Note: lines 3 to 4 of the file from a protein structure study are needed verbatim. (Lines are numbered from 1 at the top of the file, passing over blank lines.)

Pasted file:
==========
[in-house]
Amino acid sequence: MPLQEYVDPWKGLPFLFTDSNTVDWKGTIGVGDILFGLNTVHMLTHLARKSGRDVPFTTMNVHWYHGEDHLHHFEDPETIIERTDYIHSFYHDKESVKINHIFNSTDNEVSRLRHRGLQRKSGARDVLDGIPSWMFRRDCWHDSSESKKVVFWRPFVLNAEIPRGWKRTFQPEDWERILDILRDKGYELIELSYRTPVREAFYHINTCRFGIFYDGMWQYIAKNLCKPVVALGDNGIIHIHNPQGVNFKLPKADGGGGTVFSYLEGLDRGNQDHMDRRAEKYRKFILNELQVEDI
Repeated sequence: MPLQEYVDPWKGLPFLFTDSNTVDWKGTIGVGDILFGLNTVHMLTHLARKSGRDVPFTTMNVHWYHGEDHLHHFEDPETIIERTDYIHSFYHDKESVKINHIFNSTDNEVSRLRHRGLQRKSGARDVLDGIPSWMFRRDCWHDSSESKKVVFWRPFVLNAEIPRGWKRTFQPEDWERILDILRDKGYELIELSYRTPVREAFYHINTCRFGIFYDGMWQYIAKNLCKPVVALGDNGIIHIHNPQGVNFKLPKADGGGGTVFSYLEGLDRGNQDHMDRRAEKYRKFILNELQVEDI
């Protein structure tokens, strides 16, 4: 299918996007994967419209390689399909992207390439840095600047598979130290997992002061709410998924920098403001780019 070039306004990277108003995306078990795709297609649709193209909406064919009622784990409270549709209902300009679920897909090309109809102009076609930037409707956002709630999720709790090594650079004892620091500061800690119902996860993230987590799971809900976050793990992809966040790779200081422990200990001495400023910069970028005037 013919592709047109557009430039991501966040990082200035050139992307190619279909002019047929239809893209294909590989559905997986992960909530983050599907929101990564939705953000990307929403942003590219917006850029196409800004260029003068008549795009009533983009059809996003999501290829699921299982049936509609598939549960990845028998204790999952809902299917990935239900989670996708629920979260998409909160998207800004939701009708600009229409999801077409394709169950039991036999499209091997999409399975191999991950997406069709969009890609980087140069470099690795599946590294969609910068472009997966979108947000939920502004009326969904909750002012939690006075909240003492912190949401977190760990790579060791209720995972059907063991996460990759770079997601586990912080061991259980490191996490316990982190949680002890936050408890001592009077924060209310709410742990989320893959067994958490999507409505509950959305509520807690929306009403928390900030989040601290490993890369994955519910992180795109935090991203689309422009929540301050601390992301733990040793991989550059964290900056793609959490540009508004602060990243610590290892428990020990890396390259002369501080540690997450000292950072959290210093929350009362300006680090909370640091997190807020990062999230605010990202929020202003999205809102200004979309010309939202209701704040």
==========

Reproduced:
Repeated sequence: MPLQEYVDPWKGLPFLFTDSNTVDWKGTIGVGDILFGLNTVHMLTHLARKSGRDVPFTTMNVHWYHGEDHLHHFEDPETIIERTDYIHSFYHDKESVKINHIFNSTDNEVSRLRHRGLQRKSGARDVLDGIPSWMFRRDCWHDSSESKKVVFWRPFVLNAEIPRGWKRTFQPEDWERILDILRDKGYELIELSYRTPVREAFYHINTCRFGIFYDGMWQYIAKNLCKPVVALGDNGIIHIHNPQGVNFKLPKADGGGGTVFSYLEGLDRGNQDHMDRRAEKYRKFILNELQVEDI
């Protein structure tokens, strides 16, 4: 299918996007994967419209390689399909992207390439840095600047598979130290997992002061709410998924920098403001780019 070039306004990277108003995306078990795709297609649709193209909406064919009622784990409270549709209902300009679920897909090309109809102009076609930037409707956002709630999720709790090594650079004892620091500061800690119902996860993230987590799971809900976050793990992809966040790779200081422990200990001495400023910069970028005037 013919592709047109557009430039991501966040990082200035050139992307190619279909002019047929239809893209294909590989559905997986992960909530983050599907929101990564939705953000990307929403942003590219917006850029196409800004260029003068008549795009009533983009059809996003999501290829699921299982049936509609598939549960990845028998204790999952809902299917990935239900989670996708629920979260998409909160998207800004939701009708600009229409999801077409394709169950039991036999499209091997999409399975191999991950997406069709969009890609980087140069470099690795599946590294969609910068472009997966979108947000939920502004009326969904909750002012939690006075909240003492912190949401977190760990790579060791209720995972059907063991996460990759770079997601586990912080061991259980490191996490316990982190949680002890936050408890001592009077924060209310709410742990989320893959067994958490999507409505509950959305509520807690929306009403928390900030989040601290490993890369994955519910992180795109935090991203689309422009929540301050601390992301733990040793991989550059964290900056793609959490540009508004602060990243610590290892428990020990890396390259002369501080540690997450000292950072959290210093929350009362300006680090909370640091997190807020990062999230605010990202929020202003999205809102200004979309010309939202209701704040």